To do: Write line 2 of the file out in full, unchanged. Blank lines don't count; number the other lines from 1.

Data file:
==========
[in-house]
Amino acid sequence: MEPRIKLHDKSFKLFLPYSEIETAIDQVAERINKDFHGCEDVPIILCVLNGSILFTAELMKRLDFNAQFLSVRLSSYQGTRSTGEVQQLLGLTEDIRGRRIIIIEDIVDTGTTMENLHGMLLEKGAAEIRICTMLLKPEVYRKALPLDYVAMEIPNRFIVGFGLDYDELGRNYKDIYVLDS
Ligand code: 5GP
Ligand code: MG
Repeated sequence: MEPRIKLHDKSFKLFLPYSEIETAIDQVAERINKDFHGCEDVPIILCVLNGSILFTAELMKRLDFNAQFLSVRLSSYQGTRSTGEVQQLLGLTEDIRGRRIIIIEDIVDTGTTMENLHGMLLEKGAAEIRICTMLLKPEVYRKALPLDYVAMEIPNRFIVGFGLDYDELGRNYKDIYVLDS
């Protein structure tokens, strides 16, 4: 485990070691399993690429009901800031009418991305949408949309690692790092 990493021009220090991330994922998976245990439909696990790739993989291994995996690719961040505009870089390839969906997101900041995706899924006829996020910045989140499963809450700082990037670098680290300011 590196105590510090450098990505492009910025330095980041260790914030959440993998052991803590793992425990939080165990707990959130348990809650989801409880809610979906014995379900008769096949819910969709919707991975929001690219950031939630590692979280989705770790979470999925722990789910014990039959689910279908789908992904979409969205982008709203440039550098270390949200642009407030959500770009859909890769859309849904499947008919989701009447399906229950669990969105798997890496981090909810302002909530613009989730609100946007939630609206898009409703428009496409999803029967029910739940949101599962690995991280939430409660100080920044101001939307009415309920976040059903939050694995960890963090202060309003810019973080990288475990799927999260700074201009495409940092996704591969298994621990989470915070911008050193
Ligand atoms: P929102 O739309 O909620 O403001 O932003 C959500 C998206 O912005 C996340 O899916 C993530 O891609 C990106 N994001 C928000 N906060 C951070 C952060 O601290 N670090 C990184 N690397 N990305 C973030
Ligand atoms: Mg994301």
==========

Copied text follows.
Amino acid sequence: MEPRIKLHDKSFKLFLPYSEIETAIDQVAERINKDFHGCEDVPIILCVLNGSILFTAELMKRLDFNAQFLSVRLSSYQGTRSTGEVQQLLGLTEDIRGRRIIIIEDIVDTGTTMENLHGMLLEKGAAEIRICTMLLKPEVYRKALPLDYVAMEIPNRFIVGFGLDYDELGRNYKDIYVLDS